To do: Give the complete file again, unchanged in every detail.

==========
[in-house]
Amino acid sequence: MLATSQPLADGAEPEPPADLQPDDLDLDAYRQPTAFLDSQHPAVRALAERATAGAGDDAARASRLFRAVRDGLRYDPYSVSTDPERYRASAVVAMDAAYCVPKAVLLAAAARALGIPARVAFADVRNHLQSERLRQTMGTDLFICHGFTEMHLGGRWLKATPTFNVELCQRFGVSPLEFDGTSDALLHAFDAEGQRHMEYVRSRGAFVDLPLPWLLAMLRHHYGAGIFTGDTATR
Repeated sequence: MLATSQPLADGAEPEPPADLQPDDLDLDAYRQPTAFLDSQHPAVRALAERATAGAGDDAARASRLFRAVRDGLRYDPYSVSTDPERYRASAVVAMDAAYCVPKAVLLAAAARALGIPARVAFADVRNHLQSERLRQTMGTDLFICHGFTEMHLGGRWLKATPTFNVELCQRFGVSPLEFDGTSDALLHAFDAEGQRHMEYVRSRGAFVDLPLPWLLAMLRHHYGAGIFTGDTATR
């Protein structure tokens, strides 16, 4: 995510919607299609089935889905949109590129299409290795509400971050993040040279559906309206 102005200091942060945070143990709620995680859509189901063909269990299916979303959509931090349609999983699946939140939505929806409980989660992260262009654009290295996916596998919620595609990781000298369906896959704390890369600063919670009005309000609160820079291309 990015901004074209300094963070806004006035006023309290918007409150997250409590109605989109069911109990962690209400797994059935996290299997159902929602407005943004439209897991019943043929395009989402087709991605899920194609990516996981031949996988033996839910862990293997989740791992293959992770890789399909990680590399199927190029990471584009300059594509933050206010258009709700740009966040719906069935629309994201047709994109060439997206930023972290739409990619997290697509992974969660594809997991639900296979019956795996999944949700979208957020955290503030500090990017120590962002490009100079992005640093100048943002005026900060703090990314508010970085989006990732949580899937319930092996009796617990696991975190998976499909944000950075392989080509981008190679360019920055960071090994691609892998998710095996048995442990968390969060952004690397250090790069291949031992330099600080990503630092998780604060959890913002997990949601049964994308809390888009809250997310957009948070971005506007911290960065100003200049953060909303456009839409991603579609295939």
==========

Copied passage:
[in-house]
Amino acid sequence: MLATSQPLADGAEPEPPADLQPDDLDLDAYRQPTAFLDSQHPAVRALAERATAGAGDDAARASRLFRAVRDGLRYDPYSVSTDPERYRASAVVAMDAAYCVPKAVLLAAAARALGIPARVAFADVRNHLQSERLRQTMGTDLFICHGFTEMHLGGRWLKATPTFNVELCQRFGVSPLEFDGTSDALLHAFDAEGQRHMEYVRSRGAFVDLPLPWLLAMLRHHYGAGIFTGDTATR
Repeated sequence: MLATSQPLADGAEPEPPADLQPDDLDLDAYRQPTAFLDSQHPAVRALAERATAGAGDDAARASRLFRAVRDGLRYDPYSVSTDPERYRASAVVAMDAAYCVPKAVLLAAAARALGIPARVAFADVRNHLQSERLRQTMGTDLFICHGFTEMHLGGRWLKATPTFNVELCQRFGVSPLEFDGTSDALLHAFDAEGQRHMEYVRSRGAFVDLPLPWLLAMLRHHYGAGIFTGDTATR
């Protein structure tokens, strides 16, 4: 995510919607299609089935889905949109590129299409290795509400971050993040040279559906309206 102005200091942060945070143990709620995680859509189901063909269990299916979303959509931090349609999983699946939140939505929806409980989660992260262009654009290295996916596998919620595609990781000298369906896959704390890369600063919670009005309000609160820079291309 990015901004074209300094963070806004006035006023309290918007409150997250409590109605989109069911109990962690209400797994059935996290299997159902929602407005943004439209897991019943043929395009989402087709991605899920194609990516996981031949996988033996839910862990293997989740791992293959992770890789399909990680590399199927190029990471584009300059594509933050206010258009709700740009966040719906069935629309994201047709994109060439997206930023972290739409990619997290697509992974969660594809997991639900296979019956795996999944949700979208957020955290503030500090990017120590962002490009100079992005640093100048943002005026900060703090990314508010970085989006990732949580899937319930092996009796617990696991975190998976499909944000950075392989080509981008190679360019920055960071090994691609892998998710095996048995442990968390969060952004690397250090790069291949031992330099600080990503630092998780604060959890913002997990949601049964994308809390888009809250997310957009948070971005506007911290960065100003200049953060909303456009839409991603579609295939």